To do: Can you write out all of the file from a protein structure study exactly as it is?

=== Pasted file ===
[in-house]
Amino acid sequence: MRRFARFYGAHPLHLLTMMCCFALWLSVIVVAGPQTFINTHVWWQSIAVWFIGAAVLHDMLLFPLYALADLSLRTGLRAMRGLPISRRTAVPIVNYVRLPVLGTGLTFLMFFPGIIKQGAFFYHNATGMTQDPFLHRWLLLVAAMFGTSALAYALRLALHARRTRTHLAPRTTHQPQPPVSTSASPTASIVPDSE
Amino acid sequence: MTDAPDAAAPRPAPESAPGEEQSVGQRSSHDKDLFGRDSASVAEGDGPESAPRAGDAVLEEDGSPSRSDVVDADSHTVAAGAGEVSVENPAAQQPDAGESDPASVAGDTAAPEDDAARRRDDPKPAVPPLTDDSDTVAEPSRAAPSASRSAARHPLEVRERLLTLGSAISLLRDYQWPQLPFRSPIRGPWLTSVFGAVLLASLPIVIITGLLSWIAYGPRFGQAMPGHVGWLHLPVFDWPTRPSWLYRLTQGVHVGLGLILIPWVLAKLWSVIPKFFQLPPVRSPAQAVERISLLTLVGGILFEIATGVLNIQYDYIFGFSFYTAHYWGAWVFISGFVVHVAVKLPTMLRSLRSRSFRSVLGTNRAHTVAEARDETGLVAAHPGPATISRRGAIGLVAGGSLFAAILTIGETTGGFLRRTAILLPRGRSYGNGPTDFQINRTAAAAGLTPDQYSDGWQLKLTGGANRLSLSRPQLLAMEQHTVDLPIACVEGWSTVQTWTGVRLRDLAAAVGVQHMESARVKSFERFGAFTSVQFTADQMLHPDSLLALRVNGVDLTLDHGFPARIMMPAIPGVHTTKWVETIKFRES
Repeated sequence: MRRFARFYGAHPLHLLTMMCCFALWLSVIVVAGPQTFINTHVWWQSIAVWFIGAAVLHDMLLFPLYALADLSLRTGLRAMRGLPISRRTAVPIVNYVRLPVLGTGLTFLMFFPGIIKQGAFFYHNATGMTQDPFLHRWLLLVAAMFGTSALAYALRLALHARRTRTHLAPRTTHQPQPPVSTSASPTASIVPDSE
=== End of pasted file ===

[in-house]
Amino acid sequence: MRRFARFYGAHPLHLLTMMCCFALWLSVIVVAGPQTFINTHVWWQSIAVWFIGAAVLHDMLLFPLYALADLSLRTGLRAMRGLPISRRTAVPIVNYVRLPVLGTGLTFLMFFPGIIKQGAFFYHNATGMTQDPFLHRWLLLVAAMFGTSALAYALRLALHARRTRTHLAPRTTHQPQPPVSTSASPTASIVPDSE
Amino acid sequence: MTDAPDAAAPRPAPESAPGEEQSVGQRSSHDKDLFGRDSASVAEGDGPESAPRAGDAVLEEDGSPSRSDVVDADSHTVAAGAGEVSVENPAAQQPDAGESDPASVAGDTAAPEDDAARRRDDPKPAVPPLTDDSDTVAEPSRAAPSASRSAARHPLEVRERLLTLGSAISLLRDYQWPQLPFRSPIRGPWLTSVFGAVLLASLPIVIITGLLSWIAYGPRFGQAMPGHVGWLHLPVFDWPTRPSWLYRLTQGVHVGLGLILIPWVLAKLWSVIPKFFQLPPVRSPAQAVERISLLTLVGGILFEIATGVLNIQYDYIFGFSFYTAHYWGAWVFISGFVVHVAVKLPTMLRSLRSRSFRSVLGTNRAHTVAEARDETGLVAAHPGPATISRRGAIGLVAGGSLFAAILTIGETTGGFLRRTAILLPRGRSYGNGPTDFQINRTAAAAGLTPDQYSDGWQLKLTGGANRLSLSRPQLLAMEQHTVDLPIACVEGWSTVQTWTGVRLRDLAAAVGVQHMESARVKSFERFGAFTSVQFTADQMLHPDSLLALRVNGVDLTLDHGFPARIMMPAIPGVHTTKWVETIKFRES
Repeated sequence: MRRFARFYGAHPLHLLTMMCCFALWLSVIVVAGPQTFINTHVWWQSIAVWFIGAAVLHDMLLFPLYALADLSLRTGLRAMRGLPISRRTAVPIVNYVRLPVLGTGLTFLMFFPGIIKQGAFFYHNATGMTQDPFLHRWLLLVAAMFGTSALAYALRLALHARRTRTHLAPRTTHQPQPPVSTSASPTASIVPDSE